Done being single?Jan 29, 2024 02:41PM ● By Treva Brandon Scharf
Singles over 50, I’m not going to bore you by telling you that to survive and thrive in single life, you must love yourself first, or learn to be by yourself, or practice gratitude or any other dating platitude you’ve heard a million times. You’re of a certain age and know this already, and if you’ve been single long enough, you’re already well versed.
It’s every dating coach’s mantra to be comfortable in your skin and good on your own—it’s what being an empowered single is all about. But after 50, you need to step it up.
After 50, surviving and thriving is less about solitude and doing the inner work, and more about just getting out of the house.
With fewer social outlets, our worlds have gotten smaller and more isolated. This means we must get resourceful, shake off complacency and kickstart ourselves into action.
According to the U.S. Surgeon General, we have an epidemic of loneliness. It’s bad for singles in general, but for singles in midlife, it’s a real concern.
My three tips to surviving and thriving while single after 50 is really one tip: Make an maintain meaningful connections. There are three ways to do it:
1. Connect with and cultivate your friend circle, community, family and network. In other words, find your people. Lean on them, call on them, seek out their company and companionship. Reach out to old pals and make new ones. Stay in their loop and keep them in your fold. There are many reasons having to do with mental health, aging and wellbeing, that support the benefits of face-to-face, in-person interaction. As the old Playtex bra commercials used to say: Support can be beautiful, so don’t be afraid to seek it out.
2. Identify the things that bring you joy, purpose and meaning. What are your hobbies and interests? Are there skills you’d like to learn, sports you’d like to take up, intellectual or cultural activities you’d like to participate in? There are faith-based groups, local classes, senior centers, volunteer opportunities and Meetup groups for almost everything, including art, music, social activism, pickleball, hiking, yoga, wine tasting, etc. Additionally, consider exploring dog parks, home improvement stores, driving ranges, and even jury duty as opportunities to meet and connect.
3. Start flirting—or at least, remember how. Put your phone down and take a break from the dating apps. Look up and catch someone’s eye. Both men and women need to practice making eye contact, smiling and being receptive. They need to remember how to meet organically without the help of a screen or an algorithm.
Speaking to the men who are reading this: Approaching a woman in public can be tricky since there’s so much mutual fear and distrust in the current dating climate. But if you approach in a respectful, non-threatening way, you might be successful. Be mindful of signals and signs; maybe ask permission first, then proceed with a nice word or compliment. If a woman looks away or says no thanks, believe her and move on.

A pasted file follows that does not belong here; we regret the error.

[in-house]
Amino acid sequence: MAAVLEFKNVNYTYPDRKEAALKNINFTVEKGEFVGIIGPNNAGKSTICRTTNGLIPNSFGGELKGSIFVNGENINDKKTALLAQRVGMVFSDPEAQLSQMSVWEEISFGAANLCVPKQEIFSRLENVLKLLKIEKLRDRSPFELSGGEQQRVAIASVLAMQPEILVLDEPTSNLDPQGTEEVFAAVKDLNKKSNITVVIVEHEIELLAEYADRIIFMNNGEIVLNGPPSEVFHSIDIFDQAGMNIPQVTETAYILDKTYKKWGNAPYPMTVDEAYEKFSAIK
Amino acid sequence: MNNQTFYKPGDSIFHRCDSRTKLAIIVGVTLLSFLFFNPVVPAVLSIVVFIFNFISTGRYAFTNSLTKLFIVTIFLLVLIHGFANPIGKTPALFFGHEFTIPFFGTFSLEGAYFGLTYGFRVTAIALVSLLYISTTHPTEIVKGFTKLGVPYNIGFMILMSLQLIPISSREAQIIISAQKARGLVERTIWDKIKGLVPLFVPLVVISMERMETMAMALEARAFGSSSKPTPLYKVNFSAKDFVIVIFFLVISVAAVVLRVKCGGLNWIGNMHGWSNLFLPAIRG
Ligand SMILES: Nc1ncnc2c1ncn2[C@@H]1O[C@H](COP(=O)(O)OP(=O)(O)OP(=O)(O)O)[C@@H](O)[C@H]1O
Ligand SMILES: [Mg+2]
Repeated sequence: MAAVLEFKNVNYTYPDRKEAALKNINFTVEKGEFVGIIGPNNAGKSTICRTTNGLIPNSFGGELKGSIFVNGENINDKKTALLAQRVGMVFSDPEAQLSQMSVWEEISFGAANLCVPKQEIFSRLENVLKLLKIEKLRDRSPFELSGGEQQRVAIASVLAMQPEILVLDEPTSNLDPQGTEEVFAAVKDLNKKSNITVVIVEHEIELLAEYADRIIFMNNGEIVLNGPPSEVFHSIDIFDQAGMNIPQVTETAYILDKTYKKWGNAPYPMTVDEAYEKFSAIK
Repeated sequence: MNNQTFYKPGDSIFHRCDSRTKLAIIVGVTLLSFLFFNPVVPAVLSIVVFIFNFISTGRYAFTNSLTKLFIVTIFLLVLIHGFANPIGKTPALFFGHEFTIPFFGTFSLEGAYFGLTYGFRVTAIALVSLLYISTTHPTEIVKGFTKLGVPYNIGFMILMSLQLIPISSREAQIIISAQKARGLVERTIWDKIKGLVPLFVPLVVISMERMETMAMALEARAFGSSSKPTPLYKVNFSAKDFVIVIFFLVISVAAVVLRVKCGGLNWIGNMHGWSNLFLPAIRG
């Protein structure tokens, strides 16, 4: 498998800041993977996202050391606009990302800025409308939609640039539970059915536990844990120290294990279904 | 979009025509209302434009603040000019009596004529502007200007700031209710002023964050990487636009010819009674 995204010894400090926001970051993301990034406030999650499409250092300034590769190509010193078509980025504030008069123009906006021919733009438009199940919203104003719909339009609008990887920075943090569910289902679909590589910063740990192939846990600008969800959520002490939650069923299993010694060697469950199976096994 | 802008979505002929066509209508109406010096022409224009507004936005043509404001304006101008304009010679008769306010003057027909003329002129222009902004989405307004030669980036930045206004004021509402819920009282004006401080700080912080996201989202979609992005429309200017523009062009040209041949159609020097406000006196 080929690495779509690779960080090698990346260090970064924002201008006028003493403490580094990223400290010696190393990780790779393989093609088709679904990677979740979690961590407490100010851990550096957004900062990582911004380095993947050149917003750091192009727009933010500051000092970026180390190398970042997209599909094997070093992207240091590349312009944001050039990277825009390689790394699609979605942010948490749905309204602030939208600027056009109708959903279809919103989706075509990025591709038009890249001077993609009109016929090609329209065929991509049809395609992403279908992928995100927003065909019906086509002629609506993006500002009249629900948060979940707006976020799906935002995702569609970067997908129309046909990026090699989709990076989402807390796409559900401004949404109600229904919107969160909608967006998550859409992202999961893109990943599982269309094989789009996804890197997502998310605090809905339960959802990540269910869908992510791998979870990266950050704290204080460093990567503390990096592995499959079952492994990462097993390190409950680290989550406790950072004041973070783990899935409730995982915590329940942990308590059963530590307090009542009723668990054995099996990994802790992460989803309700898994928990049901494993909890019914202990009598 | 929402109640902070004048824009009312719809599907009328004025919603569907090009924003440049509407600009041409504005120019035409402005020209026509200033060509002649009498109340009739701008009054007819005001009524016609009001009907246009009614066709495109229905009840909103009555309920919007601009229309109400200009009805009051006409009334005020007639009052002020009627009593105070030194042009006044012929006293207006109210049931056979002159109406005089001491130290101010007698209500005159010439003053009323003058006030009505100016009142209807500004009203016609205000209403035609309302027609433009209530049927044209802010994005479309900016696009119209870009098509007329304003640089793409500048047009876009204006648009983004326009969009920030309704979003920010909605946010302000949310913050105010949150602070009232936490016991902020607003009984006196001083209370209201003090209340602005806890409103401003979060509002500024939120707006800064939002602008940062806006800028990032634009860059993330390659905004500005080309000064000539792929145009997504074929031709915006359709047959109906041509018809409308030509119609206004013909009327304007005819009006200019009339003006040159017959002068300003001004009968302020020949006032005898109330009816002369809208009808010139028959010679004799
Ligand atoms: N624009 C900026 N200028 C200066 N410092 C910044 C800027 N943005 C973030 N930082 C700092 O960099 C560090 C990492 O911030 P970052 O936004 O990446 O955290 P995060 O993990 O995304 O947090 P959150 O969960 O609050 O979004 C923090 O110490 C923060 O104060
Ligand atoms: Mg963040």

Newsflash for the ladies: Dating power dynamics have shifted, and it’s now perfectly acceptable for you to make the first move without looking too aggressive. You can start by striking up a mini conversation or asking a question or favor; chat with someone in line, say good morning, commiserate about something, share a laugh. All of these are welcoming ice breakers that give men (plus introverts and shy people) a safe path. Plus, it’s nice to be seen, heard and spoken to, regardless of gender. Think of it as doing your small part for humanity.
Because dating the old-fashioned way seems so fraught these days, we need to make it a little easier for the guys. Meet them halfway. Be gracious. Show interest. If we don’t all learn to have compassion and tolerance for each other, nobody will survive the dating world.
I say it “seems” so fraught, but it doesn’t have to be. It’s only as fraught as you make it. If your attitude about dating is dread and drudgery, guess what? Then that’s what it will become.
As I said earlier, the good news for mid-lifers is that we’re not new at this. In fact, we’re old pros. Seasoned veterans. We’ve been around the block and know a thing or two. We’ve socialized and gathered and flirted once before, and we can do it again. All it takes is a little human contact.
Treva Brandon Scharf is the product of divorce, an admitted commitment-phobe, serial dater and marriage first-timer at 51. Treva co-hosts the podcast Done Being Single with her husband Robby Scharf, a fellow late bloomer.